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Mitochondrial pyruvate carrier 1 functions as a tumor suppressor and predicts the prognosis of human renal cell carcinoma


Invasion and subsequent metastasis are major characteristics of malignant human renal cell carcinoma (RCC), though the mechanisms remain elusive. Mitochondrial pyruvate carrier (MPC), a key factor that controls pyruvate transportation in mitochondria, is frequently dysregulated in tumor cells and loss of MPC predicts poor prognosis in various types of cancer. However, the clinical relevance and functional significance of MPC in RCC remain to be elucidated. In this study, we investigated the expression of MPC1 and MPC2 in specimens from RCC patients and observed downregulation of MPC1, but not MPC2, in RCC tissues compared with adjacent non-cancerous tissue. Moreover, RCC patients with higher MPC1 expression exhibited longer overall survival rate than those with lower MPC1. Functionally, MPC1 suppressed the invasion of RCC cells in vitro and reduced the growth of RCC cells in vivo, possibly through inhibition of MMP7 and MMP9. Further studies revealed that loss of MPC1 was induced by hypoxia in RCC cells, and notably, MPC1 expression, was negatively correlated with HIF1α expression in RCC cells and patient samples. Taken together, our results identify anti-tumor function of MPC1 in RCC and revealed MPC1 as a novel prognostic biomarker to predict better patient survival.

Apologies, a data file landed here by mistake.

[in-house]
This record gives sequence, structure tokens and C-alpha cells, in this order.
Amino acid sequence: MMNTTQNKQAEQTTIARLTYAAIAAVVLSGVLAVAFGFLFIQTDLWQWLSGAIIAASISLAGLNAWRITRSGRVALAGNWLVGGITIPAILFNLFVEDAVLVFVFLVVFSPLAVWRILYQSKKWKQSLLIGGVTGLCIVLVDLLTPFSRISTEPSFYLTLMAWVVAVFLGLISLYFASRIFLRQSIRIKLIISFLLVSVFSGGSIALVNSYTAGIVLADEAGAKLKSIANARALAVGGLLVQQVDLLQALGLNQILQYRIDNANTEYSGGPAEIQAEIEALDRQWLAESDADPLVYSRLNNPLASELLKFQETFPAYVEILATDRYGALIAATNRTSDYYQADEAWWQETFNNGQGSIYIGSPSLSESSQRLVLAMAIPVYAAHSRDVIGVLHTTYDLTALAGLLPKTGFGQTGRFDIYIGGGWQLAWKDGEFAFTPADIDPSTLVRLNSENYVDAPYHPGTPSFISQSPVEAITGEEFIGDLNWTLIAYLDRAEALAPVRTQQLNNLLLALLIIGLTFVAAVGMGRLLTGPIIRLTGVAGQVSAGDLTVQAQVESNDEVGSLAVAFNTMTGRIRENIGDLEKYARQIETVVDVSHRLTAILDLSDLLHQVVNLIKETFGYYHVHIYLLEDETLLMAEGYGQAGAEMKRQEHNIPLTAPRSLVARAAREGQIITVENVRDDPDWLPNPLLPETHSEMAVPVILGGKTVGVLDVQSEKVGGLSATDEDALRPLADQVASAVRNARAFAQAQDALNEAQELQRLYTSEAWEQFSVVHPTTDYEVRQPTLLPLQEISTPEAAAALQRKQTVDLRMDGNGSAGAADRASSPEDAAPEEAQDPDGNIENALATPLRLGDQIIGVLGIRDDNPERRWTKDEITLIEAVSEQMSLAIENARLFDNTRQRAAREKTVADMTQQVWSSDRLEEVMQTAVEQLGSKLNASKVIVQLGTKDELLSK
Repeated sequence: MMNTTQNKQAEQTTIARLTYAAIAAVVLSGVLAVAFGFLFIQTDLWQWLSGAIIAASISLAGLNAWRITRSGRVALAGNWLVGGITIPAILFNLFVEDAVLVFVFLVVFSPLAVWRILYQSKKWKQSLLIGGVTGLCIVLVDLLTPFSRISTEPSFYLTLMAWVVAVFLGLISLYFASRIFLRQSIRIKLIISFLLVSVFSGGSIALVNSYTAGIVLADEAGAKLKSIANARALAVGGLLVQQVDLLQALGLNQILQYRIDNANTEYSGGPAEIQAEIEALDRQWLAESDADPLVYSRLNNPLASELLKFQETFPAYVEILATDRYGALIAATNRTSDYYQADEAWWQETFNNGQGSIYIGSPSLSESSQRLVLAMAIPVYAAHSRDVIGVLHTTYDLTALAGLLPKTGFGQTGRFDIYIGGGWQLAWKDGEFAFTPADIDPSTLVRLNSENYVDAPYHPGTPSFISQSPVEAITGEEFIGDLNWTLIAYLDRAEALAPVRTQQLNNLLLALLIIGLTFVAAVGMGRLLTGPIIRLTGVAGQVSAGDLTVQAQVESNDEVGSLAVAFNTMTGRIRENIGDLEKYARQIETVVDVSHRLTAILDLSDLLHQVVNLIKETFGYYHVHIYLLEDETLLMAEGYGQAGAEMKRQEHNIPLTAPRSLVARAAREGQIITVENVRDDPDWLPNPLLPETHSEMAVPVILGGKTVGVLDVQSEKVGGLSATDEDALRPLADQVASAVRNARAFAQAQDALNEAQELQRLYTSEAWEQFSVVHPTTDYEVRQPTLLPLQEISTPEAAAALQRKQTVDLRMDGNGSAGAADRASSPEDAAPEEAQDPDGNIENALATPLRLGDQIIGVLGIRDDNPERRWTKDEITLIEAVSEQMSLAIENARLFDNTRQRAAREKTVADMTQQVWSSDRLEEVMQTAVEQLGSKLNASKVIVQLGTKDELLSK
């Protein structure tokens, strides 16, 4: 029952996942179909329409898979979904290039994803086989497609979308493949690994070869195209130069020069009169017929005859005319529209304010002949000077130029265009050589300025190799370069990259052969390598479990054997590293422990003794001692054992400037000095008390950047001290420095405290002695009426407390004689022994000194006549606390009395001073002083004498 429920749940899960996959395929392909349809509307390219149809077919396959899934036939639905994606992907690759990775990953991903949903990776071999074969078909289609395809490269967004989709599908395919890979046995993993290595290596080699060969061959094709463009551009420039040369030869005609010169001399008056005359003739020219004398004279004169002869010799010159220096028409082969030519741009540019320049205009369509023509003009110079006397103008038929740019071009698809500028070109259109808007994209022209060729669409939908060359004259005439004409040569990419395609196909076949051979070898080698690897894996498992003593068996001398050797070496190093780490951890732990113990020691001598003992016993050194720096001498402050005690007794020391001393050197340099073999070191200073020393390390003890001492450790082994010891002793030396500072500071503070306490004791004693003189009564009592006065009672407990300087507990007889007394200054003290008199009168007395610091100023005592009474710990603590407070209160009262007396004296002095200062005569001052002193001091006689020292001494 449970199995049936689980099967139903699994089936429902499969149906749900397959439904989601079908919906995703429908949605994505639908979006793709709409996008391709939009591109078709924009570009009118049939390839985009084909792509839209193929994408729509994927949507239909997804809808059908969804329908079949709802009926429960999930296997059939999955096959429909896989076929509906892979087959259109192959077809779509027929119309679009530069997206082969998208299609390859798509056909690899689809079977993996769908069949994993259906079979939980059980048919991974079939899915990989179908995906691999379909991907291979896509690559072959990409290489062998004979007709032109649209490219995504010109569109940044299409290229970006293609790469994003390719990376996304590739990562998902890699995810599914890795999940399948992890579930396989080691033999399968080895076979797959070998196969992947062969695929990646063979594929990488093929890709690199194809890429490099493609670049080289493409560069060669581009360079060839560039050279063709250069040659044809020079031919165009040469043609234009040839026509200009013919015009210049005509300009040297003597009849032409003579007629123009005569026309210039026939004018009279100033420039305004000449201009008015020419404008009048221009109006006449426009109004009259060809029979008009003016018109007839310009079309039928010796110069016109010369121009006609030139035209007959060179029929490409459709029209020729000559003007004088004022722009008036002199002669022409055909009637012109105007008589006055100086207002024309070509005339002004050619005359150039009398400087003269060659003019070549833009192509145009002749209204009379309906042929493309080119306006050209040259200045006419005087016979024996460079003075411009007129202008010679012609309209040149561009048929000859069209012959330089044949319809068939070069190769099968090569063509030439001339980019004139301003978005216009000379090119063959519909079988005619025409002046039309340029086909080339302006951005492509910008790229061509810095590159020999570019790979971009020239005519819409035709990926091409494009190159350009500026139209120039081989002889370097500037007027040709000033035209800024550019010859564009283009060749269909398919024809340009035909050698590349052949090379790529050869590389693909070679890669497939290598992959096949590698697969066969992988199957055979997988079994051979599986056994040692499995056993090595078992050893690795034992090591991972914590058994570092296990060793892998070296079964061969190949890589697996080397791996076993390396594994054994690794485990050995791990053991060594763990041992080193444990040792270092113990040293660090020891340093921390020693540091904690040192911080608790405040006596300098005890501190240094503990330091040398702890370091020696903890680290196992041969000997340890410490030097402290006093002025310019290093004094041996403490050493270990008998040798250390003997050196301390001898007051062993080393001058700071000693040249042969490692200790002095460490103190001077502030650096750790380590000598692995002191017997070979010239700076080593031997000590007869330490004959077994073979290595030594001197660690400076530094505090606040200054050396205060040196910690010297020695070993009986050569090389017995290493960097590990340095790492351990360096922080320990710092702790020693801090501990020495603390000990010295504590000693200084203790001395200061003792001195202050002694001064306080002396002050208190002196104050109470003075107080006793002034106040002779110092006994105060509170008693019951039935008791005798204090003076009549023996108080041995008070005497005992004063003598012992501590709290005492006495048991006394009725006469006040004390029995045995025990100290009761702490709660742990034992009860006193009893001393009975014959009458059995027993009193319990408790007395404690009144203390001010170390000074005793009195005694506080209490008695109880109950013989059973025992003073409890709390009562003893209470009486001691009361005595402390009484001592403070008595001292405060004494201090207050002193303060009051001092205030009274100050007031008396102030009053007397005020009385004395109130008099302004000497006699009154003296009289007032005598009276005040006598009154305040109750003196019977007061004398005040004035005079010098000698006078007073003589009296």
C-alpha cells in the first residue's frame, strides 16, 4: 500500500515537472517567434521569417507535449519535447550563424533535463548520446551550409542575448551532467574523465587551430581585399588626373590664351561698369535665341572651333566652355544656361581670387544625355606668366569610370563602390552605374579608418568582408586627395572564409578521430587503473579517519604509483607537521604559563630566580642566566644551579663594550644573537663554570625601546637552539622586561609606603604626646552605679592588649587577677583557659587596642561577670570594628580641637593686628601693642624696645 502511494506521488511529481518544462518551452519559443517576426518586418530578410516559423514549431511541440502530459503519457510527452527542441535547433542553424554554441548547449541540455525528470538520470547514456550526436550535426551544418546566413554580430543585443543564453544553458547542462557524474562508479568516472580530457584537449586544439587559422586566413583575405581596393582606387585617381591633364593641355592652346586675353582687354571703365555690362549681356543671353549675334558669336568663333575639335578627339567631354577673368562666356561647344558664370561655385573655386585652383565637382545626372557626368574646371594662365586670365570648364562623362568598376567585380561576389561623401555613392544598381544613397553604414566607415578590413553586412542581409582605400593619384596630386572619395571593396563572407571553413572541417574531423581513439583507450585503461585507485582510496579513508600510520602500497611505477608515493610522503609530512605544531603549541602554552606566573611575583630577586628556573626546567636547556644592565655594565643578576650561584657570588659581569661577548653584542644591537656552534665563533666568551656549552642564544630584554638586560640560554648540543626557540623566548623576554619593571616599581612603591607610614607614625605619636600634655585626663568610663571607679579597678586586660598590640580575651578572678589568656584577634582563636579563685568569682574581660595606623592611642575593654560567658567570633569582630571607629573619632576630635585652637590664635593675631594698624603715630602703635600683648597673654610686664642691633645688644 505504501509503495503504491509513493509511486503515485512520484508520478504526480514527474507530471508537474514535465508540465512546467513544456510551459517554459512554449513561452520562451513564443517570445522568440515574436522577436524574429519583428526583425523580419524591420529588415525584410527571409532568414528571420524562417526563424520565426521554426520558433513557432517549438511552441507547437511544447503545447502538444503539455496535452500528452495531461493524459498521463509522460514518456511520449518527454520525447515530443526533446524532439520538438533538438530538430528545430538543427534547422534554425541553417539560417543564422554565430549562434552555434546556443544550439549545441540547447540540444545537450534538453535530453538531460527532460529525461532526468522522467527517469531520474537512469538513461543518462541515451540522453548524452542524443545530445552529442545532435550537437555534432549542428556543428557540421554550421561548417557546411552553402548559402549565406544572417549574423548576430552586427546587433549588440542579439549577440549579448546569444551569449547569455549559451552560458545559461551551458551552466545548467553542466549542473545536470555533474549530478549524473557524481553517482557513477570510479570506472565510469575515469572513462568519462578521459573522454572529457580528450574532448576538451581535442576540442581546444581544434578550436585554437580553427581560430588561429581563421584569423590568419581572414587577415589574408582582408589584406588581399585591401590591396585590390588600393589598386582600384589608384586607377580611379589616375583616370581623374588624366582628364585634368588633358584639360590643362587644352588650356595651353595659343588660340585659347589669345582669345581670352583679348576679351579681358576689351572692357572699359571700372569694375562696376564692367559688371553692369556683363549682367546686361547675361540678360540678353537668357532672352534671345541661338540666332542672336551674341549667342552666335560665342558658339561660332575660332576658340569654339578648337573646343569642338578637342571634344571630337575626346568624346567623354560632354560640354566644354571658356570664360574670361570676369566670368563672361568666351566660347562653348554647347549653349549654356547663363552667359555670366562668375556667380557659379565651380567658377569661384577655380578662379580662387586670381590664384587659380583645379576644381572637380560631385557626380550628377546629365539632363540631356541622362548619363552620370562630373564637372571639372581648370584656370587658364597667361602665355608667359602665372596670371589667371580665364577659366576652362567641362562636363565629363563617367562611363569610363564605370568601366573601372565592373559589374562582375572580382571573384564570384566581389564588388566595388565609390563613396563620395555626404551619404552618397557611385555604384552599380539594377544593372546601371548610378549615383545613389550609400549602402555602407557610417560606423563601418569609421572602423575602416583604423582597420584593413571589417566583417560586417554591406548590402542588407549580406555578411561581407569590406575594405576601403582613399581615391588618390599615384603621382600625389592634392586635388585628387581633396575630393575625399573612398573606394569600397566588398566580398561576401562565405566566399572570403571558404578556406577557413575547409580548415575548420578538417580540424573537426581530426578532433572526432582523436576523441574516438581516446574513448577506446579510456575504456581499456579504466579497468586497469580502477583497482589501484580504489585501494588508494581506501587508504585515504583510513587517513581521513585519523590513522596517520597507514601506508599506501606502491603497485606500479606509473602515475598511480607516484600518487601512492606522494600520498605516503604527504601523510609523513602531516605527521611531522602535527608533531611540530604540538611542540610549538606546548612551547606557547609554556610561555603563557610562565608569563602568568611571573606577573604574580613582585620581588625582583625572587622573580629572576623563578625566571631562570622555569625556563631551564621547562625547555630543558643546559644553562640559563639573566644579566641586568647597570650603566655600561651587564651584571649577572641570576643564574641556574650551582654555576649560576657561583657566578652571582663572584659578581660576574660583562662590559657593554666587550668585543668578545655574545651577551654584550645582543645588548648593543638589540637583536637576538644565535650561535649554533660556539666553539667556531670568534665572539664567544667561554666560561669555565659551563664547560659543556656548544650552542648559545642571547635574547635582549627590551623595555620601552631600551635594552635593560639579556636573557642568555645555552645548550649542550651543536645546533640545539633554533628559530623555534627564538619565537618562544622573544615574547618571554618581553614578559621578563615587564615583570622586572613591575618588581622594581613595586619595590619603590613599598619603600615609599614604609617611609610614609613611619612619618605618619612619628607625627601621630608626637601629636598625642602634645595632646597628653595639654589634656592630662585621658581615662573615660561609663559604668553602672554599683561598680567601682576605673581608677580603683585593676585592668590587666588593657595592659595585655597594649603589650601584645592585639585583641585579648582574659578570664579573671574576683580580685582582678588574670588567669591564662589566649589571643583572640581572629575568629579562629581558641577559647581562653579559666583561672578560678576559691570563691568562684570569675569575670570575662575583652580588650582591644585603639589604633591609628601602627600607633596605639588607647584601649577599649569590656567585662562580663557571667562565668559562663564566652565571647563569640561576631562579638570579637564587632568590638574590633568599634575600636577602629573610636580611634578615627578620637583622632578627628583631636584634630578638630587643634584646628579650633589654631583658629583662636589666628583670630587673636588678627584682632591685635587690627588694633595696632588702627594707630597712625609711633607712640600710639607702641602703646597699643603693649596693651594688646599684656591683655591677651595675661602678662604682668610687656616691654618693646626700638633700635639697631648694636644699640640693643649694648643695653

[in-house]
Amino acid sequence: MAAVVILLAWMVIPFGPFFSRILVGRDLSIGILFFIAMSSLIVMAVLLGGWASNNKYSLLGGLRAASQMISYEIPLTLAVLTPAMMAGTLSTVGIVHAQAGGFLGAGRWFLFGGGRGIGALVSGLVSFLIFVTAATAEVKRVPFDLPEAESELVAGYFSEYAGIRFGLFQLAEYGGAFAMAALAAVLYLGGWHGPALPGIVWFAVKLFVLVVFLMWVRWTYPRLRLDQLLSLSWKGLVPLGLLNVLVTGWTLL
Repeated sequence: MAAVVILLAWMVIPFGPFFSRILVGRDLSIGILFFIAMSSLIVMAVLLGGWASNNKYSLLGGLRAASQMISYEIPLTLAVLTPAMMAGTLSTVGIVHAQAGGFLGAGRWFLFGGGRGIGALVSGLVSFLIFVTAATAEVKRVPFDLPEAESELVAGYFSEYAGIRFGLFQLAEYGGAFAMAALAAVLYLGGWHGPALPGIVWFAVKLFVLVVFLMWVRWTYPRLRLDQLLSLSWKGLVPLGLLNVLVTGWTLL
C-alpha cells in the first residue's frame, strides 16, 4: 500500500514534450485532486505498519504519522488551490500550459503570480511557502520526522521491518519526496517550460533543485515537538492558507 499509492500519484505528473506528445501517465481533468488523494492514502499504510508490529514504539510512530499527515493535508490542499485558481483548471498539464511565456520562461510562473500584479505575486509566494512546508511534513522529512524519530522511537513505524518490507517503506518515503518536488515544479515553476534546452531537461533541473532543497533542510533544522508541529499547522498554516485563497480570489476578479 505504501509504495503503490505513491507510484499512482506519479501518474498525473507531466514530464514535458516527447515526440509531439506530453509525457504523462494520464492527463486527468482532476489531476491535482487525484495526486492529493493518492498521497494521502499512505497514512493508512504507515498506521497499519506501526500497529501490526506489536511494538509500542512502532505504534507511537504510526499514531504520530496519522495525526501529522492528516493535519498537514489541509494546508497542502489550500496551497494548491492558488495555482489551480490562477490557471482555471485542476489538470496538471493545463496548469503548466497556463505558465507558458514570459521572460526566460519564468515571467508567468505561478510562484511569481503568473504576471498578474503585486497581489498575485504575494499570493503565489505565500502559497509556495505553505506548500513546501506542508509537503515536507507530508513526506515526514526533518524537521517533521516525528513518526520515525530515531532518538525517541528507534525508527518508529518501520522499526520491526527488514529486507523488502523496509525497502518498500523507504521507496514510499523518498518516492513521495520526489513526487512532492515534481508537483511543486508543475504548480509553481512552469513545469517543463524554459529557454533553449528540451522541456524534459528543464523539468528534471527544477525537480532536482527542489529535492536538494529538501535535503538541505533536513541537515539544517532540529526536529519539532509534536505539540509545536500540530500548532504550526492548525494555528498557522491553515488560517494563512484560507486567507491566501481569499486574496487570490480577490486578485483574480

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This project was supported by grants from the National Natural Science Foundation of China (Nos. 81372684 and 81230062).

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Correspondence to Xiu-Wu Bian or Xiong-Fei Wu.

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The authors declare that they have no conflict of interest.

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